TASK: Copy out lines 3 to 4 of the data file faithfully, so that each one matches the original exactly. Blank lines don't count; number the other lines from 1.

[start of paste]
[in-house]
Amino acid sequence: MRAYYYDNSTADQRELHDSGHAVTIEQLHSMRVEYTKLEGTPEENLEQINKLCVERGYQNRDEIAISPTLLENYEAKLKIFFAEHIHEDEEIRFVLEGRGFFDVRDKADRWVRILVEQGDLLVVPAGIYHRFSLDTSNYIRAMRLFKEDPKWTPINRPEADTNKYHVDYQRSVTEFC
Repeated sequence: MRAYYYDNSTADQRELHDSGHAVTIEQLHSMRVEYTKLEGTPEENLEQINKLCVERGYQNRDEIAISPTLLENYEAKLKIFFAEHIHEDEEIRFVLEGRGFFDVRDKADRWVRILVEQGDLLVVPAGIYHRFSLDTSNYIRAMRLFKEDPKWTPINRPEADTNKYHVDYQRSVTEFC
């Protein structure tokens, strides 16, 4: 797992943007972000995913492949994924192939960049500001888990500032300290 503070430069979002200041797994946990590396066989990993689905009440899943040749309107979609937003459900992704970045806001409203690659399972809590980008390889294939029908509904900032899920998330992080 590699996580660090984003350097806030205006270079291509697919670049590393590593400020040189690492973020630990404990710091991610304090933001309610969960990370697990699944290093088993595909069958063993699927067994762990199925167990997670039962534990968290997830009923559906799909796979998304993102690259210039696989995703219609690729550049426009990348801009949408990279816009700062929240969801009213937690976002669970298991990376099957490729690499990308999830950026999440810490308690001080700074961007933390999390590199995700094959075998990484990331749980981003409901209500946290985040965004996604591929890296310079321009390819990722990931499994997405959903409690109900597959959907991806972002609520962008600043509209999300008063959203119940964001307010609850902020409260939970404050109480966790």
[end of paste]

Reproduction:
Repeated sequence: MRAYYYDNSTADQRELHDSGHAVTIEQLHSMRVEYTKLEGTPEENLEQINKLCVERGYQNRDEIAISPTLLENYEAKLKIFFAEHIHEDEEIRFVLEGRGFFDVRDKADRWVRILVEQGDLLVVPAGIYHRFSLDTSNYIRAMRLFKEDPKWTPINRPEADTNKYHVDYQRSVTEFC
């Protein structure tokens, strides 16, 4: 797992943007972000995913492949994924192939960049500001888990500032300290 503070430069979002200041797994946990590396066989990993689905009440899943040749309107979609937003459900992704970045806001409203690659399972809590980008390889294939029908509904900032899920998330992080 590699996580660090984003350097806030205006270079291509697919670049590393590593400020040189690492973020630990404990710091991610304090933001309610969960990370697990699944290093088993595909069958063993699927067994762990199925167990997670039962534990968290997830009923559906799909796979998304993102690259210039696989995703219609690729550049426009990348801009949408990279816009700062929240969801009213937690976002669970298991990376099957490729690499990308999830950026999440810490308690001080700074961007933390999390590199995700094959075998990484990331749980981003409901209500946290985040965004996604591929890296310079321009390819990722990931499994997405959903409690109900597959959907991806972002609520962008600043509209999300008063959203119940964001307010609850902020409260939970404050109480966790």